"Wilbur Smith leaves fans feeling that they sailed alongside Sir Hal because the geography and the era appear so genuine. This is what makes a Smith book worth reading."
--"Midwest Book Review "on "Monsoon"
"Smith's novel is far more than your typical pirate script...A fascinating account...Smith deftly evokes not only the horrific but also the beautiful, particularly the lush landscape of Africa."
--"The Washington Post Book World" on "Birds of Prey"
"As usual, Smith...peoples his tale with unforgettable characters...Swashbuckling and sensuous, "Birds of Prey" is not for the faint-hearted. This latest epic transcends the average action-adventure yarn."
--"The Orlando Sentinel"
"A rich, compelling look back in time when history and myth intermingled."
--"San Francisco Chronicle" on "River God"
"Throughout "The Seventh Scroll," as in all Wilbur Smith novels, the plot twists and turns with constant surprises...This old-fashioned adventure novel keeps the reader enthralled all the way to its very exciting conclusion."
--"The Washington Post Book World"
--This text refers to an out of print or unavailable edition of this title.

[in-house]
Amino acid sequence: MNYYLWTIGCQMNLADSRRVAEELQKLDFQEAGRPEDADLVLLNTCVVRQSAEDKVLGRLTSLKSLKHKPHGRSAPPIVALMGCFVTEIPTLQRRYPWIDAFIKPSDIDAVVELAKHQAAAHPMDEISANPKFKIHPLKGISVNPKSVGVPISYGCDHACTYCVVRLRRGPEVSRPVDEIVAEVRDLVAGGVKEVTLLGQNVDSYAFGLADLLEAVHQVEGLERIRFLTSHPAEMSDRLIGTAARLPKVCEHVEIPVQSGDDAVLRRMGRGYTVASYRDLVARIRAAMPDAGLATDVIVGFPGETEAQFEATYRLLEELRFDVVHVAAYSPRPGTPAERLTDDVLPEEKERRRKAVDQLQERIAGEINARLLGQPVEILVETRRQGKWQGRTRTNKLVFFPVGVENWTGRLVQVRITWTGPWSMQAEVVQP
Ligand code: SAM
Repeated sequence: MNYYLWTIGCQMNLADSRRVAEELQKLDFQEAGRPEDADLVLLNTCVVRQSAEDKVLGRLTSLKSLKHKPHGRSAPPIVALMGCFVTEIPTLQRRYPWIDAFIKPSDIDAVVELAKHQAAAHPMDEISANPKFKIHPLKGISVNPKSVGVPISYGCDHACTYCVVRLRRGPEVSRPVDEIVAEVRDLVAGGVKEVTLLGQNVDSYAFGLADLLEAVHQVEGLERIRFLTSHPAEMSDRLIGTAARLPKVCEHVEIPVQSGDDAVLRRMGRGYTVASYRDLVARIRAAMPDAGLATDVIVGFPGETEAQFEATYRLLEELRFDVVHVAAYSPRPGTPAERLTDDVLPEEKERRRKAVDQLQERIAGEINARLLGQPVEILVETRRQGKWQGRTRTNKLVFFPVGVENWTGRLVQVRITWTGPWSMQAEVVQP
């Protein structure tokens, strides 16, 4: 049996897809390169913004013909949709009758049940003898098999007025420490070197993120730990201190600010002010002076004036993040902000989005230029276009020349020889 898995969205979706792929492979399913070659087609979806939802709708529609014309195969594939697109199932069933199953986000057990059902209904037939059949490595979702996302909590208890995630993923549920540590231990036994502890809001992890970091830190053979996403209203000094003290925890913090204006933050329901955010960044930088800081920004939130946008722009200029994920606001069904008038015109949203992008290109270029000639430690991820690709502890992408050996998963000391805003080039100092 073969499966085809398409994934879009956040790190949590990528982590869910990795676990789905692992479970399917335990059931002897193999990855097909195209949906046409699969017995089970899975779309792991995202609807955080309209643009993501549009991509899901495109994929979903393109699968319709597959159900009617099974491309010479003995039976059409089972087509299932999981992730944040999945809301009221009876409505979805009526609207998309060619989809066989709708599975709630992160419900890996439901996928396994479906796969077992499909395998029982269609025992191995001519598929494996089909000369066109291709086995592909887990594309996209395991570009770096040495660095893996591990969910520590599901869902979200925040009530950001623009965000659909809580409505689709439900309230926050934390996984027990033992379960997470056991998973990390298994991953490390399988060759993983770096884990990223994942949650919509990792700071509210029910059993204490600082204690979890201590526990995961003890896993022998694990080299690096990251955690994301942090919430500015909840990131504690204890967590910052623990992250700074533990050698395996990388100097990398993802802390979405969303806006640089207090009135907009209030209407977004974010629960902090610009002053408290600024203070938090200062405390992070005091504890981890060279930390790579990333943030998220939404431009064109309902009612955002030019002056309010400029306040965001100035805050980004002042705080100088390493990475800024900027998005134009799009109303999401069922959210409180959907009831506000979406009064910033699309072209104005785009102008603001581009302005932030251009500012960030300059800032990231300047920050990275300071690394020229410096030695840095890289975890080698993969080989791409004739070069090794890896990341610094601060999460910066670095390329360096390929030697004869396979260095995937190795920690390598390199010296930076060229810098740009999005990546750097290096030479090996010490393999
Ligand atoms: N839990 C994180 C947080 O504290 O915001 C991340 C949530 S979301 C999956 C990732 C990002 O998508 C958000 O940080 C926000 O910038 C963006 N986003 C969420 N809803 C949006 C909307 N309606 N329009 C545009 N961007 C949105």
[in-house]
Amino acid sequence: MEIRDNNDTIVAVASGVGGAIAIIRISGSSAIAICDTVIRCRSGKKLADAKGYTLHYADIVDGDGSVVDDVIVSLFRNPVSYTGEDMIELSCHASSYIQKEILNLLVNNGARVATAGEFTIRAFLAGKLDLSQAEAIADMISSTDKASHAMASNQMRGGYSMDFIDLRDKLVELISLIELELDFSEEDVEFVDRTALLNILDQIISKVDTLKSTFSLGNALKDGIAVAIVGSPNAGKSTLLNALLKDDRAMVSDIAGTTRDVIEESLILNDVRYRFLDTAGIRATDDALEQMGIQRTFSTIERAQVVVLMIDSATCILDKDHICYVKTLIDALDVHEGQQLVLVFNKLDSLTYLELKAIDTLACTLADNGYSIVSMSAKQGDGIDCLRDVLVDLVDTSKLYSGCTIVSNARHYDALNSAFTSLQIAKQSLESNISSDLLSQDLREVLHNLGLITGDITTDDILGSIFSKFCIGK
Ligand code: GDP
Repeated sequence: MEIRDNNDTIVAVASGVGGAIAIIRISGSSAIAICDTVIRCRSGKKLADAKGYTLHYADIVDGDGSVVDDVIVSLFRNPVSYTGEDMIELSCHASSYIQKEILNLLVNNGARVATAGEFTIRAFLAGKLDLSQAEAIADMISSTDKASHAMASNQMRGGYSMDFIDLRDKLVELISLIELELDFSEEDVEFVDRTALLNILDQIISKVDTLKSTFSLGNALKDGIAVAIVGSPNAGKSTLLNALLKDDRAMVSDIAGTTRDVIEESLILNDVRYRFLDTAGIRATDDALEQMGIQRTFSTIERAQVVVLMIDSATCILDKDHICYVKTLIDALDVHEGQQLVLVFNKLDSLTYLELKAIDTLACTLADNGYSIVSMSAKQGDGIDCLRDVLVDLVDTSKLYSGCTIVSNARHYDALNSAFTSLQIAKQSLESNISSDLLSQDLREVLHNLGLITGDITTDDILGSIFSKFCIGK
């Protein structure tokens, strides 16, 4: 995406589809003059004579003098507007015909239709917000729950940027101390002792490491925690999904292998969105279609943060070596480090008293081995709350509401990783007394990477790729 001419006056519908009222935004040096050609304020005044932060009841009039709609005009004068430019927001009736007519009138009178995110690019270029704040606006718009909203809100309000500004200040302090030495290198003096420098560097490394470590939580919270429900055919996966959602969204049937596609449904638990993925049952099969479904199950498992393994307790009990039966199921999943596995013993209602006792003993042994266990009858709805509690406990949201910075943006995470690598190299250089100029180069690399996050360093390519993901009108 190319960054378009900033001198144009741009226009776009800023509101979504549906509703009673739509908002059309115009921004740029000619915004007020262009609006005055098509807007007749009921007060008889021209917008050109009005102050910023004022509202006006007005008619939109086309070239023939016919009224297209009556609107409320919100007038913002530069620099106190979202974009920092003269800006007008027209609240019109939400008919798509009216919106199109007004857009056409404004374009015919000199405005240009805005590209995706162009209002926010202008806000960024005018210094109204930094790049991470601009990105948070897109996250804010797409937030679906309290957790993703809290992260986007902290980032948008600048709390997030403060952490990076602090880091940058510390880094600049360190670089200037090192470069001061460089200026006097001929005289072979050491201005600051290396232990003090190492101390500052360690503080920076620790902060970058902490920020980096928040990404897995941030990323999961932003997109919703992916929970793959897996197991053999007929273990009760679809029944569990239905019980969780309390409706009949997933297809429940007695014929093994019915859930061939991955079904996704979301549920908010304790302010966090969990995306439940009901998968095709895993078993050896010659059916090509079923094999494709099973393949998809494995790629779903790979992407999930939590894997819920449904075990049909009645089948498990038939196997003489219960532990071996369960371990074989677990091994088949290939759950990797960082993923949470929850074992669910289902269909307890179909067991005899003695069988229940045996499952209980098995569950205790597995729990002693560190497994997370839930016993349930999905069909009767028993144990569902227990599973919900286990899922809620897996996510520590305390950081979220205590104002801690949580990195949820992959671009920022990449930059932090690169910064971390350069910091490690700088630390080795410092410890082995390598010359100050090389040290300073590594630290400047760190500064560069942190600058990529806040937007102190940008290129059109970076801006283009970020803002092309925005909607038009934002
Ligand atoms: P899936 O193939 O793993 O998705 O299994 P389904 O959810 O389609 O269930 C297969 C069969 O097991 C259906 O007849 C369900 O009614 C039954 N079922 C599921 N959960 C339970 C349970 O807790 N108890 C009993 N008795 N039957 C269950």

'The jet was a solid eighteen-inch column, a pillar of brown mud and yellow gravel and sea water that beat against the steel plates of the hull with a hollow drumming roar. In the few seconds since the explosion the cyclone was already half-filled with a slimy shifting porridge that rushed from wall to wall with the movement of the ship. It was like some monstrous jellyfish which each second gathered weight and strength.' The Van Der Byl Diamond Company, willed by its founder to his son Benedict, his sister Tracey and their estranged foster-brother Johnny Lance turns out to be a bequest of hatred. For it is couched in such terms as to offer Benedict the instrument of destruction of his bitterest rival. 'Destroy Johnny' is the old man's implacable message. And so, consumed with envy for Johnny, Benedict sets out in ruthless pursuit of this goal and Johnny is plunged into a maelstrom of greed, vengeance and murder . . .
--This text refers to an alternate